ben12Back to the forum-pipe, I really wanted to see the process in the factory so with thanks to Dre and Fred I could phone Elbert Jr. for an appointment. He already knew my name, I could pay a visit, see the process, take pictures, ask questions, no problem at all. I knew a bit what to expect because I had been before at the new factory with a group of the PRF-forum just before the financial crisis hit Gubbels back in 2011. So on a morning I drove to Herten (municipality of Roermond) dressed to impress because eeyz, you can’t arrive in jeans and a sweater at the only pipe-factory left in The Netherlands right? Because of the crisis the Gubbels offices had moved in the big building used by several companies so I happily announced myself at the wrong desk. Luckily the friendly secretary of the neighbouring enterprise pointed me in the correct direction. After a good ring at the doorbell of Gubbels one of the employees let me in, guided me to the visitor room and went to get Elbert Jr. Before he walked in I was able to quickly snap some pictures of the displayed pipes.

Assembly hall

Assembly hall

Just like on the phone Elbert jr. is a very nice man to talk to, clearly someone with a passion for his company and the products made there. We chatted away for a while until he got a call from his brother that he was ready for me. Elbert Jr. guided me to the big assembly hall where all pipes are made and Fons Jr. was waiting for my arrival. For the outside world Elbert Jr. is the face of Gubbels but inside the factory Fons Jr. reigns supreme. At this moment he is the only one there who knows and is able to perform all the necessary steps in the creation of a pipe. The other employees just know a few steps of the process. Which worries him sometimes, I mean, what if he becomes ill? But they are working on that.

Fons Jr. and a colleague had prepared (as far as they could) the steps in the finishing of the forum-pipe so I could take pictures of it. Remember, all the bowls and mouthpieces were already roughly made. Below you can see all 10 steps of the process:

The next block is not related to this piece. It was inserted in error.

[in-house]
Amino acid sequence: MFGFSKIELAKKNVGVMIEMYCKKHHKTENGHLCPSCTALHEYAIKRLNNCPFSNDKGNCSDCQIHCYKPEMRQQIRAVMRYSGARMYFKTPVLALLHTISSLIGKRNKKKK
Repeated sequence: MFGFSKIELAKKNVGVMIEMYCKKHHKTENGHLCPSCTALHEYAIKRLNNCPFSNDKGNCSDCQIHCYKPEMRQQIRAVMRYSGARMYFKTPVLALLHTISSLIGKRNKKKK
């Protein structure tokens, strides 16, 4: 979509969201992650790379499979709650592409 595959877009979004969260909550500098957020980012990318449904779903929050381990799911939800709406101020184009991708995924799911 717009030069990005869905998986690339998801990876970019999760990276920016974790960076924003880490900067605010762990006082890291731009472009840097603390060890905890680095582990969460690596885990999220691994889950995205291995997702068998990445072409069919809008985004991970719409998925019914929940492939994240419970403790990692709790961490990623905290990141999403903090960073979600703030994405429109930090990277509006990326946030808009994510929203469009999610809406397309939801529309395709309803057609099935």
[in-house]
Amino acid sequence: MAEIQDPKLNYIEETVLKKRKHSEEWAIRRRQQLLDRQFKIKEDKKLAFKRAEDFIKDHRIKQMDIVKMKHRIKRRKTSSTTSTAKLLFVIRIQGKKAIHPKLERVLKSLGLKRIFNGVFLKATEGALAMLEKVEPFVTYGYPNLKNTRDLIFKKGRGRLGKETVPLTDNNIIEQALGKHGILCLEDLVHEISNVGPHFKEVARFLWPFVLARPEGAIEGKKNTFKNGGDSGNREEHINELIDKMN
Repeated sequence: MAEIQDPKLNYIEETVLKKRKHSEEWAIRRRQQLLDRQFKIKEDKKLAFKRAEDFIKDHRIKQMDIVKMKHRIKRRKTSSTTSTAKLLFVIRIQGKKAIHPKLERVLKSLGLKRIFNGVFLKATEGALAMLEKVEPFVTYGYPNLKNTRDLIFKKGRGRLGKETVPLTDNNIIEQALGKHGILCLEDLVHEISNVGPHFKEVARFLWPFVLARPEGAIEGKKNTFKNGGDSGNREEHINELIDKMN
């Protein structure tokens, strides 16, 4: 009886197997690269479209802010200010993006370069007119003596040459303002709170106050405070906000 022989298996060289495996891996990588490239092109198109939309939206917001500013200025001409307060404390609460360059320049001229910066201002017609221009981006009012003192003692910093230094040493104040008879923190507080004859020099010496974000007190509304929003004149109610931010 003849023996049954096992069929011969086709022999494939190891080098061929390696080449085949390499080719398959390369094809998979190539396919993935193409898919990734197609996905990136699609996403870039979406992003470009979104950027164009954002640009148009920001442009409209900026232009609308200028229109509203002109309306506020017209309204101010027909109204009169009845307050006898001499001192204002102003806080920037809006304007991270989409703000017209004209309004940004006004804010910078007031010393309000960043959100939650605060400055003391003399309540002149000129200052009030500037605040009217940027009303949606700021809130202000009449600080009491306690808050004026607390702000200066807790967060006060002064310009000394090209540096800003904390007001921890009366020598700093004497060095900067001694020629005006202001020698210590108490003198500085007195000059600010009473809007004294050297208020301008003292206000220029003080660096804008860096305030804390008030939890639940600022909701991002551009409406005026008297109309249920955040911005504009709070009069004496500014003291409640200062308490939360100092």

1. Mounting the mouthpiece.
2. Sanding the pipe from coarse to fine with different sizes of sanding discs.
3. Staining the pipe (3 layers of stain are applied in total) where the first layer of stain is set aflame to fixate it.
4. Removing excess stain.
5. Sanding off more of the stain to make the grain better visible.
6. Milling out space for the metal top-ring.
7. Spraying a lacquer finish on the pipe.
8. Buffing the pipe to make it extra shiny.
9. Putting on the metal top-ring.
10. Tadaaa!! The finished product.


Fons Jr. adjusting the Lamberthod machine

Fons Jr. adjusting the Lamberthod machine

After explaining all the steps of the process Fons jr. guided me further around the factory. In the back there was a smaller hall with a big basket stacked full with briar and equipment to shape the bowls including a big modernized version of the Lamberthod machine. Of course the precise operation of everything was demonstrated. Seeing the immense Lamberthod device in action was very impressive, especially because Fons Jr. had left the hood open so I could make some pictures. Afterwards he had to laugh when he looked at me, because my classy black suit was totally covered in the sawdust that came out of the machine. “You will still find it in your clothes when you go to sleep tonight” he said with a big grin.